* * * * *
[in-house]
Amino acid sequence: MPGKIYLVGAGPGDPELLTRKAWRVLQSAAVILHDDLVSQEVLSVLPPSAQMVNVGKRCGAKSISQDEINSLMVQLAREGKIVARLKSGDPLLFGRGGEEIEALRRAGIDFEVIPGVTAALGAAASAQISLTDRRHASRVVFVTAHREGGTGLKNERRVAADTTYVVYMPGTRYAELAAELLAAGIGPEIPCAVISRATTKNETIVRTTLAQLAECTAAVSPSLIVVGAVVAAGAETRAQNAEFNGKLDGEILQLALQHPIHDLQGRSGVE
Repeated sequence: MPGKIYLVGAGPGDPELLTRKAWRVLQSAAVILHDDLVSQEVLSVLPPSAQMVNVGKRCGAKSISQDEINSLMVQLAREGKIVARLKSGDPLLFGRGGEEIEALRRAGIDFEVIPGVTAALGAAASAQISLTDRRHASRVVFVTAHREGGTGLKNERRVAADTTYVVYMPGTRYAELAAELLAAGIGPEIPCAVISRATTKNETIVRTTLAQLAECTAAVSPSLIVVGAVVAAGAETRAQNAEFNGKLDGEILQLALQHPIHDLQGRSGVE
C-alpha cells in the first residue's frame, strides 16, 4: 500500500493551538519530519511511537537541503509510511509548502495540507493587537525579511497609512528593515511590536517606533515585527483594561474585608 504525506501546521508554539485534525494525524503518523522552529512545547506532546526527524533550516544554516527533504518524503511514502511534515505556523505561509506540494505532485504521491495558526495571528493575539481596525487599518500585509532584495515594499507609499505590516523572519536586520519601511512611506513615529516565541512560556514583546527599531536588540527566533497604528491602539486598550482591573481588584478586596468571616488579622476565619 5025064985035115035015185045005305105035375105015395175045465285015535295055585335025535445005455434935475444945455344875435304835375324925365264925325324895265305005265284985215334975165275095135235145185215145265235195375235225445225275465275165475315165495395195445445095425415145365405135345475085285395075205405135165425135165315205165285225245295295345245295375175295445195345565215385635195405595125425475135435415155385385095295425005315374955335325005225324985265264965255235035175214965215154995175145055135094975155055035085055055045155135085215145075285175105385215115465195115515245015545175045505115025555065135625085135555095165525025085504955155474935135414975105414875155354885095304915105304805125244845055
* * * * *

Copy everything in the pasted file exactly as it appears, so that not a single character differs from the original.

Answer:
[in-house]
Amino acid sequence: MPGKIYLVGAGPGDPELLTRKAWRVLQSAAVILHDDLVSQEVLSVLPPSAQMVNVGKRCGAKSISQDEINSLMVQLAREGKIVARLKSGDPLLFGRGGEEIEALRRAGIDFEVIPGVTAALGAAASAQISLTDRRHASRVVFVTAHREGGTGLKNERRVAADTTYVVYMPGTRYAELAAELLAAGIGPEIPCAVISRATTKNETIVRTTLAQLAECTAAVSPSLIVVGAVVAAGAETRAQNAEFNGKLDGEILQLALQHPIHDLQGRSGVE
Repeated sequence: MPGKIYLVGAGPGDPELLTRKAWRVLQSAAVILHDDLVSQEVLSVLPPSAQMVNVGKRCGAKSISQDEINSLMVQLAREGKIVARLKSGDPLLFGRGGEEIEALRRAGIDFEVIPGVTAALGAAASAQISLTDRRHASRVVFVTAHREGGTGLKNERRVAADTTYVVYMPGTRYAELAAELLAAGIGPEIPCAVISRATTKNETIVRTTLAQLAECTAAVSPSLIVVGAVVAAGAETRAQNAEFNGKLDGEILQLALQHPIHDLQGRSGVE
C-alpha cells in the first residue's frame, strides 16, 4: 500500500493551538519530519511511537537541503509510511509548502495540507493587537525579511497609512528593515511590536517606533515585527483594561474585608 504525506501546521508554539485534525494525524503518523522552529512545547506532546526527524533550516544554516527533504518524503511514502511534515505556523505561509506540494505532485504521491495558526495571528493575539481596525487599518500585509532584495515594499507609499505590516523572519536586520519601511512611506513615529516565541512560556514583546527599531536588540527566533497604528491602539486598550482591573481588584478586596468571616488579622476565619 5025064985035115035015185045005305105035375105015395175045465285015535295055585335025535445005455434935475444945455344875435304835375324925365264925325324895265305005265284985215334975165275095135235145185215145265235195375235225445225275465275165475315165495395195445445095425415145365405135345475085285395075205405135165425135165315205165285225245295295345245295375175295445195345565215385635195405595125425475135435415155385385095295425005315374955335325005225324985265264965255235035175214965215154995175145055135094975155055035085055055045155135085215145075285175105385215115465195115515245015545175045505115025555065135625085135555095165525025085504955155474935135414975105414875155354885095304915105304805125244845055